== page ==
The Jungle swept; for better and for worse

Seattle has been among the top five fastest-growing cities for the last several years, according to the U.S. Census Bureau. Our economy, job market, and housing market all have strong growth–so does our homeless problem. Last November, Seattle Mayor Ed Murray declared a civil state of emergency over Seattle’s growing homelessness crisis.

The most publicized current issue with homelessness has been the sweeping of a stretch of homeless encampments under I-5, known as The Jungle. At The Sentinel, we believe that the sweep was an unnecessarily harsh step in the right direction.

The Jungle has been in existence for several decades with the violent crime and unsafe conditions consistently growing. The Seattle Police Department has responded to more than 70 violent incidents in The Jungle over the past five years.

Despite the challenging conditions, The Jungle is the only place many people have to go. The over 200 campsites set up in the East Duwamish Greenbelt under I-5 provide a community and shelter to about 400 homeless people who struggle with addiction, mental illnesses, poverty, or criminal backgrounds, and don’t have a place to stay. While many inhabitants of The Jungle would welcome an alternative place to live, some prefer The Jungle because they feel more comfortable there.

The danger of The Jungle, however, reached a climax this January when three teenagers entered the camp looking to steal drugs. The teens shot two dead and wounded three others.
After the incident, the city of Seattle did a conditions assessment of the area and decided it was “dangerous and unsanitary” and that the area poorly impacting the environment.

The city decided the best course of action was to clear The Jungle and then clean the area and improve accessibility for the Washington State Department of Transportation service vehicles. Many of the homeless inhabitants were moved to an alternate camp on Airport Way South and provided with dumpsters and portable restrooms. Others found different places to temporarily camp and while some resisted the move.

The city did an initial cleaning sweep on October 11. During the sweep, violence erupted when police fatally shot one man while trying to break up a knife fight between two men who hadn’t vacated the area.

While most recognize the Jungle as a problem, the city’s decision to sweep it has been met with mixed reactions.

Nobody wants The Jungle to threaten the lives and property of hundreds of people, but at the same time, nobody wants societal outcasts in need wandering the city. While the violence and poor sanitation in The Jungle needs to be dealt with, it is unnecessary to upset an entire community of people who need help when there are few viable places for them to go.
At the end of January this year, King County did it’s annual One Night Count which totaled over 4,500 homeless in the King County area, which is likely an under-representation of the actual number of homeless people. This was a 19 percent increase from January 2015 and this number is likely to continue growing as more people move to Seattle.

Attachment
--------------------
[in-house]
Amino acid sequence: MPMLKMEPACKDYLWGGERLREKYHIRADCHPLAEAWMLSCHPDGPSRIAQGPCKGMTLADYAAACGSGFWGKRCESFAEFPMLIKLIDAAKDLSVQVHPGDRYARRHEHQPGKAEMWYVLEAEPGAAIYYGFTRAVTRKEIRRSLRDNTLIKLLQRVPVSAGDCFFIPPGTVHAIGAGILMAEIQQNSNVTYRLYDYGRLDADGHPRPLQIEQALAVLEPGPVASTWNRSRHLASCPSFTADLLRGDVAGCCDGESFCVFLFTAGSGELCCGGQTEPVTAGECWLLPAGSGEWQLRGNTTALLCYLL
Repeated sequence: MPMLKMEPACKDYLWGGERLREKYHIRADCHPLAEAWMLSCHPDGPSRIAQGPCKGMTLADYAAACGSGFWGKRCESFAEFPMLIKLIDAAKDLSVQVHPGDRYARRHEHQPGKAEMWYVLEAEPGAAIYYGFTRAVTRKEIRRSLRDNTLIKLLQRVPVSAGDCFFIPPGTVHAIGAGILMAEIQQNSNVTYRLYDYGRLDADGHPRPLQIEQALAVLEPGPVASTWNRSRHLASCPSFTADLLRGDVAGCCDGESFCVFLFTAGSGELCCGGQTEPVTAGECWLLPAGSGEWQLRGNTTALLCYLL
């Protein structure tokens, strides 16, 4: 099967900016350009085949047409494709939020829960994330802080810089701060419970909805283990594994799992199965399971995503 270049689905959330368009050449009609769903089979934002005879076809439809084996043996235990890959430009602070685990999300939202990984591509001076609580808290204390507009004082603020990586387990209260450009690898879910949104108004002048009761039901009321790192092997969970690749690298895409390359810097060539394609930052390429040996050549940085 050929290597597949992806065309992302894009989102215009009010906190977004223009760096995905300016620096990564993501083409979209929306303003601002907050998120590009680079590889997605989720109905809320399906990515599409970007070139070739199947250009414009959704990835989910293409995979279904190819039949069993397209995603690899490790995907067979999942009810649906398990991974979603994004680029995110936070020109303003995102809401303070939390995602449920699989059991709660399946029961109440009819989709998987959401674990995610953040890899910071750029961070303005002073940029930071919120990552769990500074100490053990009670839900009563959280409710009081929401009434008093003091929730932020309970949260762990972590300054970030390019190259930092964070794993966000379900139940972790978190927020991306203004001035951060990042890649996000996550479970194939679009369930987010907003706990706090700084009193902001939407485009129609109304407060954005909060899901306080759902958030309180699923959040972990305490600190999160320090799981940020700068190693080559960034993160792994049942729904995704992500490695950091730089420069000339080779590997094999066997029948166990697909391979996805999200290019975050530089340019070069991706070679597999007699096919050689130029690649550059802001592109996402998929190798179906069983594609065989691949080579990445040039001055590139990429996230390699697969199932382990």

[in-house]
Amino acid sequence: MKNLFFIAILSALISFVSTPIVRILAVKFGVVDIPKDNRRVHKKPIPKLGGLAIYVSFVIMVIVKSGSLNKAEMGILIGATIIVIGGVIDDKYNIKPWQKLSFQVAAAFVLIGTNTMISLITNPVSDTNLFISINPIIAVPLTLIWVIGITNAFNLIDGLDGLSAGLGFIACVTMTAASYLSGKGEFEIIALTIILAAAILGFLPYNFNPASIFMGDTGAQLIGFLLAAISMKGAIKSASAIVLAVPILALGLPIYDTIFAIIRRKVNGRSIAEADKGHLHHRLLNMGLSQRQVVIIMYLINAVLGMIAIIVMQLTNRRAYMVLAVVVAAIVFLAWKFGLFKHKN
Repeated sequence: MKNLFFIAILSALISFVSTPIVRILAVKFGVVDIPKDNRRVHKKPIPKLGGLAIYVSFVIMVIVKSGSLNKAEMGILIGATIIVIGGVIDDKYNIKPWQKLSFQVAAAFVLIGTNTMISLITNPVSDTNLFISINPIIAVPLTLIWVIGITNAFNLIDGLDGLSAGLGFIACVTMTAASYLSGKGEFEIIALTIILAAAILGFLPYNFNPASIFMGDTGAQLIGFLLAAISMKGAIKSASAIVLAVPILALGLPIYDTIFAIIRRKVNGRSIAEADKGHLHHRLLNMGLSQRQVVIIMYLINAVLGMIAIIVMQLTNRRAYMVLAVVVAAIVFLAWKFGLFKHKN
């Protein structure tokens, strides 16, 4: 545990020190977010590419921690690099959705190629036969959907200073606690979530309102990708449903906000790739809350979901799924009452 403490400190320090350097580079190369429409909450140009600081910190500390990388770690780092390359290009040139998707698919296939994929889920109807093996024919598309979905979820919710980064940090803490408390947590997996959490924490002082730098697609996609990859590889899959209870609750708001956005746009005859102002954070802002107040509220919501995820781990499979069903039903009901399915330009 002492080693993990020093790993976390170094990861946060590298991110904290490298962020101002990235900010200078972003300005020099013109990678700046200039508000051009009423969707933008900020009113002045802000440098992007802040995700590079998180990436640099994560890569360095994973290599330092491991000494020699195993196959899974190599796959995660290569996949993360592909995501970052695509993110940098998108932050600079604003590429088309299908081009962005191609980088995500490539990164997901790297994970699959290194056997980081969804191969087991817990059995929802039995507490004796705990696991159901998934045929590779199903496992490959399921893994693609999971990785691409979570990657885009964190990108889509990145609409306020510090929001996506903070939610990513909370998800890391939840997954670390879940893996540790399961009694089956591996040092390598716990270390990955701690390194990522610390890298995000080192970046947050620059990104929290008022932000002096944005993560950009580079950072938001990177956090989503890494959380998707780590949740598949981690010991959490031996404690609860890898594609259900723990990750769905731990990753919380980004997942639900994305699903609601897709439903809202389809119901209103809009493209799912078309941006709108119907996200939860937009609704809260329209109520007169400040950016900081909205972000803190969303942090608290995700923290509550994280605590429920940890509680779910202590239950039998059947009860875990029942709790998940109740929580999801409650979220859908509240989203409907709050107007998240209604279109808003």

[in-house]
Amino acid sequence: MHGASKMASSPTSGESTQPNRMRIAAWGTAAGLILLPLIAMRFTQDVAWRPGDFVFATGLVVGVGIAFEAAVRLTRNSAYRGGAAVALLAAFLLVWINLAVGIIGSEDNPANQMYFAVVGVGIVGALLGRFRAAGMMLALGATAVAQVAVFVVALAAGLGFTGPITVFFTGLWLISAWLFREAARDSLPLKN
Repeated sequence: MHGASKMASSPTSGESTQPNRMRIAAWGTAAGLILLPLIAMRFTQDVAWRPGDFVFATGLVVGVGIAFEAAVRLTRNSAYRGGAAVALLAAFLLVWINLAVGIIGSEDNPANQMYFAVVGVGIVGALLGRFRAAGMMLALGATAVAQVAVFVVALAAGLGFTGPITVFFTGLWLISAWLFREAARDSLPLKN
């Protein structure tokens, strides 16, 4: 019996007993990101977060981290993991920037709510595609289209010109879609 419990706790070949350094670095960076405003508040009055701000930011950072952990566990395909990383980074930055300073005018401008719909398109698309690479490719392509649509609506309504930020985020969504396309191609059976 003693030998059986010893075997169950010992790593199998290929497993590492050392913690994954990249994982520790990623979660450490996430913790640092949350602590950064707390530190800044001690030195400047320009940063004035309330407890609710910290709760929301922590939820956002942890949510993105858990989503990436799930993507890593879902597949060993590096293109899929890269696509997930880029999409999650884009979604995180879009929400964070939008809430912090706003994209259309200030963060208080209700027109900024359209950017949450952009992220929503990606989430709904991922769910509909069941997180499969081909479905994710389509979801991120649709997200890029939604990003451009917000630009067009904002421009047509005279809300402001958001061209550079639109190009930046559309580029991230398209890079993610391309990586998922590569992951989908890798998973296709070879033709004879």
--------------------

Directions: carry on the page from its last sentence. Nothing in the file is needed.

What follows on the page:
Our weather is going to get warmer with time, and as the southern states heat up by over a degree per decade, along with the people coming for our tech industries, we can expect Seattle’s population to grow in upcoming years. An increased population means increased homelessness, especially as housing prices rise for limited Seattle property. We need to deal with the homeless problem we already have before it becomes even more unmanageable. This means permanent solutions, not more of the 400 plus Seattle encampment sweeps that have occurred since the state of emergency was declared.

It’s possible to have cities without a single person on the street. This can happen automatically because of extreme weather or inhospitable environments. But other cities similar to Seattle, like Salt Lake City, manage their homelessness by spending tax money on adequate urban housing for those who can’t afford their own. Yes, this is funded by high taxes, but if it’s a matter of citizens’ health and safety, it’s a need that should be met by our government.

Washington is one of only seven states that doesn’t have an income tax. Starting an income tax or prioritizing funds from our current taxes could provide the needed funding to better aid our homeless population. Already, Seattle City Council has approved spending $47 million to aid homelessness in 2016. If we could make the extra push now to put these people in permanent housing, we could save millions of dollars in the future by eliminating shelter maintenance, sanitation, and camp upkeep costs, including the cost of sweeps.

Furthermore, the last thing we want to do is encourage a resentful relationship between law enforcement and impoverished groups. Our government should be helping people who have mental illnesses or drug addictions get back on their feet, not upsetting the only life they are able to establish. Some of this conflict can be easily avoided by giving adequate warning before a sweep, which is at times a neglected step. The Sentinel sympathizes with the human need to find community when struggling. We believe that more gentle steps must be taken to practice adequate and thoughtful population regulation and create resources for those in need so that we are aiding, not alienating, Seattle’s homeless people.


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